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You are given a long length W of copper wire. How would you arrange it to obtain the maximum self-inductance? Why?

I am trying to use the equation

$$L=\mu_o n^2 l A$$

I try to solve it using a fixed length wire of 10 units, width 1mm and winding it into a solenoid. I plug in values of circumference 10, 5, 2.5 and finding the inductance through number crunching. However, I am getting a larger values for multiple loops but the answer is a single loop (ie. a circle) rather then a solenoid.

Here are the sample values I got:

$n=1; C=10; r=1.59; L=0.079 \mu_o$

$n=2; C=5; r=0.79; L=0.156\mu_o$

$n=4; C=2.5; r=0.3978; L=0.318\mu_o$

If anyone could enlighten me on the proper way of solving this, I'd appreciate it.


2 Answers 2

up vote 1 down vote accepted

I believe you have a mistake in your formula as the self-inductance of a coil is given by $$L\approx\mu_0 \frac{n^2 A}{\ell};$$ here $n$ is the number of windings, $A$ is area of the cross-section, and $\ell$ is the length of the coil.

Your task is to maximize $L$ with the constraint that the length of the copper wire is $W$. Assuming that the solenoid is a cylinder, the cross-section read $A=\pi R^2$ with $R$ the radius of the cylinder.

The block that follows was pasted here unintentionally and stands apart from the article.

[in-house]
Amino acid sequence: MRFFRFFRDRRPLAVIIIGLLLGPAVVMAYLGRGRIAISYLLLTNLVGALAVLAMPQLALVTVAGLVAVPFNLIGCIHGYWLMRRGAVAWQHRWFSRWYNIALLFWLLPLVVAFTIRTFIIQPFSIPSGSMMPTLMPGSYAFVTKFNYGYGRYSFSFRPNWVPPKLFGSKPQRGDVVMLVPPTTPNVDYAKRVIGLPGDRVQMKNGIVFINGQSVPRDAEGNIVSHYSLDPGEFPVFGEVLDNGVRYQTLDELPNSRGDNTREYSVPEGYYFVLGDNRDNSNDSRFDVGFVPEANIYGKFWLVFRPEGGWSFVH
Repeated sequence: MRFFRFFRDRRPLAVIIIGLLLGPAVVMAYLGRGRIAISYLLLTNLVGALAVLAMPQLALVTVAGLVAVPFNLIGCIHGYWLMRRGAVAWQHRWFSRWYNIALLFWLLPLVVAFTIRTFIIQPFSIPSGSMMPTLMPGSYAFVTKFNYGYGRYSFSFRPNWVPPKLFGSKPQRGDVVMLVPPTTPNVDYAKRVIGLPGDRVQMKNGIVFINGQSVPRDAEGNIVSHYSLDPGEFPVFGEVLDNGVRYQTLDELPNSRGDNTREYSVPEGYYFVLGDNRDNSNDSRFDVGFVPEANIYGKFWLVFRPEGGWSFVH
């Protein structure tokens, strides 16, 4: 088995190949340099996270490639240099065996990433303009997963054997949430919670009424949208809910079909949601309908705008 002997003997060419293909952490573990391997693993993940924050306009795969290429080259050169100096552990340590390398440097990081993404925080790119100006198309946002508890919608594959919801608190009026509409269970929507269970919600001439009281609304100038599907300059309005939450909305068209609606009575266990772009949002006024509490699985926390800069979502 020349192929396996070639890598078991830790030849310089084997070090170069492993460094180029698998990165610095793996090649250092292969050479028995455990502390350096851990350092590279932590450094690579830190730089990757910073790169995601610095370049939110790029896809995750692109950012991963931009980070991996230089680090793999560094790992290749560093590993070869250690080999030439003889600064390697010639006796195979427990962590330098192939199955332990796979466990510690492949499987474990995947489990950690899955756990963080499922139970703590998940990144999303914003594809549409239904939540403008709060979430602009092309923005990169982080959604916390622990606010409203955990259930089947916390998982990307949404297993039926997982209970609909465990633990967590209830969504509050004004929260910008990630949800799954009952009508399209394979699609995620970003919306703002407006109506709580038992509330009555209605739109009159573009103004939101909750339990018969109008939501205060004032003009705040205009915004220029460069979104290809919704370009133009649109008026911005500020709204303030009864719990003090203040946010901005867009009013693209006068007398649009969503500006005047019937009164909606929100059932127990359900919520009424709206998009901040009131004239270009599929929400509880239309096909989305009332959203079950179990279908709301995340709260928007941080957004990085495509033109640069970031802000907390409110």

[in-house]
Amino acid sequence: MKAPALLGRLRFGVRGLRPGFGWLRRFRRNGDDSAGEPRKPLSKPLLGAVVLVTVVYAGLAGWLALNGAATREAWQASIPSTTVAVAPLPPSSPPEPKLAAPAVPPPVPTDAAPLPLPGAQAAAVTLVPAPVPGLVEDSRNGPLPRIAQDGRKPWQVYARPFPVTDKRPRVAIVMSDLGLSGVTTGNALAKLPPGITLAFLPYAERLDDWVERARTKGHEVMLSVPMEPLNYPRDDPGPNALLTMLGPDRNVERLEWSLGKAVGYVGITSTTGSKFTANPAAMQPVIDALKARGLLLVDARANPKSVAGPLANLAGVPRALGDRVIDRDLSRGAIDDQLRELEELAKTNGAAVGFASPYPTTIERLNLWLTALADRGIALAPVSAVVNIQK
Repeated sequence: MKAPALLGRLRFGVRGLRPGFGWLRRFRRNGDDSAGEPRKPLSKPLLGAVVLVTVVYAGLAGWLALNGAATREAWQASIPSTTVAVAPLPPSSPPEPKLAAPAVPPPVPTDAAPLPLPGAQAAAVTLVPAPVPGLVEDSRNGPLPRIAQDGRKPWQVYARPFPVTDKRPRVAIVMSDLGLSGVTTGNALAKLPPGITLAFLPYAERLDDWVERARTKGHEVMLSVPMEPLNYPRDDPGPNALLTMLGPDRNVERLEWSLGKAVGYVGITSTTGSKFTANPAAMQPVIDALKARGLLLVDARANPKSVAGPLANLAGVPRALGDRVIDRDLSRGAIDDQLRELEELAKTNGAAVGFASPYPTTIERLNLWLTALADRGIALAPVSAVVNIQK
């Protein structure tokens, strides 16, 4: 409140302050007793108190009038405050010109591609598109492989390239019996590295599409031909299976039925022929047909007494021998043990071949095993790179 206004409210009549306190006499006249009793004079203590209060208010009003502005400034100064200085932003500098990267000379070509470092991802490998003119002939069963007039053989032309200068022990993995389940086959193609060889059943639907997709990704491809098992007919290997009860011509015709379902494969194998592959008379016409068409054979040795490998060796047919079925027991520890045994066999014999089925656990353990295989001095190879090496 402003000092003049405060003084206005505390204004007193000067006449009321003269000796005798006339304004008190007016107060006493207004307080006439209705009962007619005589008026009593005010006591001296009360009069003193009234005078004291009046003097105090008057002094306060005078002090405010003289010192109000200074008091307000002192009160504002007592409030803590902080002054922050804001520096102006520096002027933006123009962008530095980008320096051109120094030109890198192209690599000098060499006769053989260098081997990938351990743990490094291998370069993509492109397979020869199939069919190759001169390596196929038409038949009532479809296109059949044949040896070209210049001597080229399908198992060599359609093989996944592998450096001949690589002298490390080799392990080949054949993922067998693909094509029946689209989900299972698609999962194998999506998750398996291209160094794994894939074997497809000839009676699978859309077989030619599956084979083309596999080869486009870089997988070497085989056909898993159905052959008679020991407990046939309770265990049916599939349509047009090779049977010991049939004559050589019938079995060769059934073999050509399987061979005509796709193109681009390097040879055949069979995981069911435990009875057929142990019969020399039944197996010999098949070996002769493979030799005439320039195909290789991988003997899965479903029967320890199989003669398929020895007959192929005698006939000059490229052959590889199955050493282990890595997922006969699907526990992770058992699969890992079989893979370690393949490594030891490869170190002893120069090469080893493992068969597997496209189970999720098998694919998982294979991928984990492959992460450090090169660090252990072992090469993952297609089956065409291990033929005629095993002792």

A solenoid with $n$ windings needs a wire of length $W= 2\pi Rn$. Thus, $$ L \approx \mu_0 \frac{W^2}{\ell}.$$ We see that the inductance of the solenoid decreases with increasing length (keeping the total length of the wire fixed). Thus, we obtain the largest self-inductance having the smallest length which is a single loop with $n=1$. For a single loop the formula given above is not correct (as it assumes $\ell \gg \sqrt{A}$) and thus we have $$L\approx \mu_0 R \ln (R/r) \approx \mu_0 \frac{W}{2\pi} \ln(W/r) $$ with $r$ the radius of the wire.

Bah it seems that your equation is correct according to other internet sources. However I found the solution the prof posted, and he uses the equation I gave :/ –  mrcharlie Apr 8 '12 at 23:12
how does W^2 = n^2 A? –  mrcharlie Apr 8 '12 at 23:35
now how can both equation be correct?? at least one of them is dimensionally incorrect.... :( –  Vineet Menon Apr 9 '12 at 7:57

Aright, I actually found the solution ..

$$W=(2\pi r) \cdot N = (2 \pi r)(nl)$$

so $$r=W/2 \pi n l$$

also, $A = \pi r^2$ so this leads to

$$L = \mu_o n^2 l \pi r^2$$ $$ = \mu_o n^2 l \pi (W/2 \pi n l)^2$$ $$=\mu_o (W/4 \pi l)$$

so to maximize $L$, you want $l$ to be as small as possible, ie. 1.


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